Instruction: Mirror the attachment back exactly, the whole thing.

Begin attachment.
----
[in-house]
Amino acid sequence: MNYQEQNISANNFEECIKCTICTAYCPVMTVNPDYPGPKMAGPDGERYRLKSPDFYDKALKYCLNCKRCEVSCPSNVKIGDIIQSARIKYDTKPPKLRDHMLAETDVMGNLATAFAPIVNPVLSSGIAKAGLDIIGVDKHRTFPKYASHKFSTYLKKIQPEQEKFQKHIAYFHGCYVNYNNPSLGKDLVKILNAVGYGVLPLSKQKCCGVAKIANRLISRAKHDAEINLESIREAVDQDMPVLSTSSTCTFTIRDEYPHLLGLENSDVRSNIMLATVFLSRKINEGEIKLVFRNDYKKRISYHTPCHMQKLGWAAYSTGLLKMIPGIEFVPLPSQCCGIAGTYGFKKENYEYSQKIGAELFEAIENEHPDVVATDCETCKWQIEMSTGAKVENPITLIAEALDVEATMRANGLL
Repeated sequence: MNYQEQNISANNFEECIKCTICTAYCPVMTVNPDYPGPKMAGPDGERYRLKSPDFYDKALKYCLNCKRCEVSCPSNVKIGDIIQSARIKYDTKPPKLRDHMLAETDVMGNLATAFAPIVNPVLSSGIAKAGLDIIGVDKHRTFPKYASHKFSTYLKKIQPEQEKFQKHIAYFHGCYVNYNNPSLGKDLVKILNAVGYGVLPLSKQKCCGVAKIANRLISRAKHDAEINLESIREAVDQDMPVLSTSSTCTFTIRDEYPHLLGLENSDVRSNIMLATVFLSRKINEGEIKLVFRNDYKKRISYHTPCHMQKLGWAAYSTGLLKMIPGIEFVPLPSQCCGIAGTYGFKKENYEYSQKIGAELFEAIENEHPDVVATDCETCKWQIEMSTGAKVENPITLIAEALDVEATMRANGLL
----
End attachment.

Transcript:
[in-house]
Amino acid sequence: MNYQEQNISANNFEECIKCTICTAYCPVMTVNPDYPGPKMAGPDGERYRLKSPDFYDKALKYCLNCKRCEVSCPSNVKIGDIIQSARIKYDTKPPKLRDHMLAETDVMGNLATAFAPIVNPVLSSGIAKAGLDIIGVDKHRTFPKYASHKFSTYLKKIQPEQEKFQKHIAYFHGCYVNYNNPSLGKDLVKILNAVGYGVLPLSKQKCCGVAKIANRLISRAKHDAEINLESIREAVDQDMPVLSTSSTCTFTIRDEYPHLLGLENSDVRSNIMLATVFLSRKINEGEIKLVFRNDYKKRISYHTPCHMQKLGWAAYSTGLLKMIPGIEFVPLPSQCCGIAGTYGFKKENYEYSQKIGAELFEAIENEHPDVVATDCETCKWQIEMSTGAKVENPITLIAEALDVEATMRANGLL
Repeated sequence: MNYQEQNISANNFEECIKCTICTAYCPVMTVNPDYPGPKMAGPDGERYRLKSPDFYDKALKYCLNCKRCEVSCPSNVKIGDIIQSARIKYDTKPPKLRDHMLAETDVMGNLATAFAPIVNPVLSSGIAKAGLDIIGVDKHRTFPKYASHKFSTYLKKIQPEQEKFQKHIAYFHGCYVNYNNPSLGKDLVKILNAVGYGVLPLSKQKCCGVAKIANRLISRAKHDAEINLESIREAVDQDMPVLSTSSTCTFTIRDEYPHLLGLENSDVRSNIMLATVFLSRKINEGEIKLVFRNDYKKRISYHTPCHMQKLGWAAYSTGLLKMIPGIEFVPLPSQCCGIAGTYGFKKENYEYSQKIGAELFEAIENEHPDVVATDCETCKWQIEMSTGAKVENPITLIAEALDVEATMRANGLL